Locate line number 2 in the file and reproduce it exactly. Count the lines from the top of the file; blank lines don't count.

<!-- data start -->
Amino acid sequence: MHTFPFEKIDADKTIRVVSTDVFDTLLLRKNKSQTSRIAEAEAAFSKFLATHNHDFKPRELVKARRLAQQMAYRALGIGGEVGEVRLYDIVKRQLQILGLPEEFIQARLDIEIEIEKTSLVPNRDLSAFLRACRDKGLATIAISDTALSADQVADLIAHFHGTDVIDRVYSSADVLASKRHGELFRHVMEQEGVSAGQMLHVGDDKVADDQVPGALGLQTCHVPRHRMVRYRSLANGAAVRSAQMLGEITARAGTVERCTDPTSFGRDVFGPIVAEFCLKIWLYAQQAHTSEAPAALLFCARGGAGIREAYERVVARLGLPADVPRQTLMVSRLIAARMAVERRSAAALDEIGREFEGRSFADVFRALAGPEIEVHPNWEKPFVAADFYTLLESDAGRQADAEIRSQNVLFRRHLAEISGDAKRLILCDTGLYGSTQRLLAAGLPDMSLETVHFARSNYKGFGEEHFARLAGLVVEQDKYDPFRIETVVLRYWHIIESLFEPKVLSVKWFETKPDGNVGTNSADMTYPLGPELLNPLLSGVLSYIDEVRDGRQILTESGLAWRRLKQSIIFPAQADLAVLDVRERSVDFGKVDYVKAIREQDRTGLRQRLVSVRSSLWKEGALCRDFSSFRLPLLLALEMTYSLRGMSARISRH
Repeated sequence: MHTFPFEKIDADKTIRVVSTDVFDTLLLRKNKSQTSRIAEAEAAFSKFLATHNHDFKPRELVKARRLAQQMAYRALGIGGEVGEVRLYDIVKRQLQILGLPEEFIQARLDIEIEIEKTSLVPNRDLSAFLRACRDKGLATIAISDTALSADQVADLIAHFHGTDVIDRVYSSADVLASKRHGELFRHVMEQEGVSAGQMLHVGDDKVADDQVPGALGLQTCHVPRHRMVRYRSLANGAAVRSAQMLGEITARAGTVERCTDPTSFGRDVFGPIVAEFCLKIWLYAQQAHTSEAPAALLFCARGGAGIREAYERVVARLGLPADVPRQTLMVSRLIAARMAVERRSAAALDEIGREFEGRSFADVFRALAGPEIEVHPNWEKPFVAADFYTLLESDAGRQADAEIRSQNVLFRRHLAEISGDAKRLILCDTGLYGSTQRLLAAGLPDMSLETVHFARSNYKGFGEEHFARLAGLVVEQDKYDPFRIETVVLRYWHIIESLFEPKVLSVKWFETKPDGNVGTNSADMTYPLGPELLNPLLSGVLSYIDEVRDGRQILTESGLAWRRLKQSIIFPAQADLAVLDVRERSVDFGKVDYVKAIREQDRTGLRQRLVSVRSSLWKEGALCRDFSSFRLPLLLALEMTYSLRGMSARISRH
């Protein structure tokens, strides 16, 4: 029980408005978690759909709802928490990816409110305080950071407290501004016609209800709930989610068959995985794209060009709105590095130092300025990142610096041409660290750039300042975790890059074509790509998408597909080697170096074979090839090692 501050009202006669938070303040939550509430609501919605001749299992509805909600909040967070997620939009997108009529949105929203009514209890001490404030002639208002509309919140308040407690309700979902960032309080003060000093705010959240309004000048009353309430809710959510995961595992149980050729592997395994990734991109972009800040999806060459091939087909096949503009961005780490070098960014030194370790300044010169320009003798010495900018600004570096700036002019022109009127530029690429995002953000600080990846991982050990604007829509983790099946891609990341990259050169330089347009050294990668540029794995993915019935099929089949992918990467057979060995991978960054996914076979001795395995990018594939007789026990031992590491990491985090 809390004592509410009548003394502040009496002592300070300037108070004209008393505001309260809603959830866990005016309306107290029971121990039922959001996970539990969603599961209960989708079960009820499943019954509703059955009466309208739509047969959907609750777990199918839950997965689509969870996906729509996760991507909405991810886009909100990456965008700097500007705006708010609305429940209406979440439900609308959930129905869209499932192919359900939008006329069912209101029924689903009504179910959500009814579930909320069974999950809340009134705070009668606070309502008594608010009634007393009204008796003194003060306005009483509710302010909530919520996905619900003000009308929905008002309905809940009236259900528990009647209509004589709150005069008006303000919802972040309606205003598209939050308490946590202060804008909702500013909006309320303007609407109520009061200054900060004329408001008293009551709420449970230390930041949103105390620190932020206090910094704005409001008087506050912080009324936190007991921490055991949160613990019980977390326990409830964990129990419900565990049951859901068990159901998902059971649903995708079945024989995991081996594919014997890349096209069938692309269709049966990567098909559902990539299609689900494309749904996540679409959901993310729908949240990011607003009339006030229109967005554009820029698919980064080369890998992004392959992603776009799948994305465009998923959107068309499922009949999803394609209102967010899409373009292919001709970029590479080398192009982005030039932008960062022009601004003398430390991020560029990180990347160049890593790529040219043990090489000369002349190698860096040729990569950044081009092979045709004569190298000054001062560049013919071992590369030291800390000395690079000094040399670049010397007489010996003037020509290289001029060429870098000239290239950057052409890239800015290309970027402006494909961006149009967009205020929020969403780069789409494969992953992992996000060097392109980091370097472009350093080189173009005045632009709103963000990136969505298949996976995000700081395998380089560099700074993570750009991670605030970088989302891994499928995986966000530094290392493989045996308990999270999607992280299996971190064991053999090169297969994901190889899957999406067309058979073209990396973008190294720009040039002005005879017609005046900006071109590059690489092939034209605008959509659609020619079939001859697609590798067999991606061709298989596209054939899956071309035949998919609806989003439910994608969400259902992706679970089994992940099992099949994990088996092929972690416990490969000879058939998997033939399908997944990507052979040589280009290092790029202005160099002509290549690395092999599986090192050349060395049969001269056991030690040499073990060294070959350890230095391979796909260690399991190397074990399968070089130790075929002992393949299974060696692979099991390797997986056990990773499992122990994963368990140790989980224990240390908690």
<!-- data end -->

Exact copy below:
Repeated sequence: MHTFPFEKIDADKTIRVVSTDVFDTLLLRKNKSQTSRIAEAEAAFSKFLATHNHDFKPRELVKARRLAQQMAYRALGIGGEVGEVRLYDIVKRQLQILGLPEEFIQARLDIEIEIEKTSLVPNRDLSAFLRACRDKGLATIAISDTALSADQVADLIAHFHGTDVIDRVYSSADVLASKRHGELFRHVMEQEGVSAGQMLHVGDDKVADDQVPGALGLQTCHVPRHRMVRYRSLANGAAVRSAQMLGEITARAGTVERCTDPTSFGRDVFGPIVAEFCLKIWLYAQQAHTSEAPAALLFCARGGAGIREAYERVVARLGLPADVPRQTLMVSRLIAARMAVERRSAAALDEIGREFEGRSFADVFRALAGPEIEVHPNWEKPFVAADFYTLLESDAGRQADAEIRSQNVLFRRHLAEISGDAKRLILCDTGLYGSTQRLLAAGLPDMSLETVHFARSNYKGFGEEHFARLAGLVVEQDKYDPFRIETVVLRYWHIIESLFEPKVLSVKWFETKPDGNVGTNSADMTYPLGPELLNPLLSGVLSYIDEVRDGRQILTESGLAWRRLKQSIIFPAQADLAVLDVRERSVDFGKVDYVKAIREQDRTGLRQRLVSVRSSLWKEGALCRDFSSFRLPLLLALEMTYSLRGMSARISRH